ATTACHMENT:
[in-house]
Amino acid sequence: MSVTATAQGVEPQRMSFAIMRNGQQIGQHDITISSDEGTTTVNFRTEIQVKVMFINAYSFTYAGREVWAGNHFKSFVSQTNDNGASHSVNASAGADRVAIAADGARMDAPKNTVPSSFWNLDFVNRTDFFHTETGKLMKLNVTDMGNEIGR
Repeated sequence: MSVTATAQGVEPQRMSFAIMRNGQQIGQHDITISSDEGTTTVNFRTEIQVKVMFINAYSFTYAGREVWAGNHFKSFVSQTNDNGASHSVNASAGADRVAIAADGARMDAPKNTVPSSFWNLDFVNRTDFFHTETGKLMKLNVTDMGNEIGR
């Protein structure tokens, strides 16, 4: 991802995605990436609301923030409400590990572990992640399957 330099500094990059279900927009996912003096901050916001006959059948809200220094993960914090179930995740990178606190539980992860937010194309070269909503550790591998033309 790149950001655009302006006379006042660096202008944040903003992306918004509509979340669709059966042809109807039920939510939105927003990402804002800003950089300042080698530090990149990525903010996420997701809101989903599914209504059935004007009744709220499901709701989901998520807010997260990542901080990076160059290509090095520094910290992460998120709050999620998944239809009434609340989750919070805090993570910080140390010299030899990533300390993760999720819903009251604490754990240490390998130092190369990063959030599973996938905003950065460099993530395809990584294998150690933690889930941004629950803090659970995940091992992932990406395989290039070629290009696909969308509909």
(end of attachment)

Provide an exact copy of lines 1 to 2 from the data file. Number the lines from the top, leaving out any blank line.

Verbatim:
[in-house]
Amino acid sequence: MSVTATAQGVEPQRMSFAIMRNGQQIGQHDITISSDEGTTTVNFRTEIQVKVMFINAYSFTYAGREVWAGNHFKSFVSQTNDNGASHSVNASAGADRVAIAADGARMDAPKNTVPSSFWNLDFVNRTDFFHTETGKLMKLNVTDMGNEIGR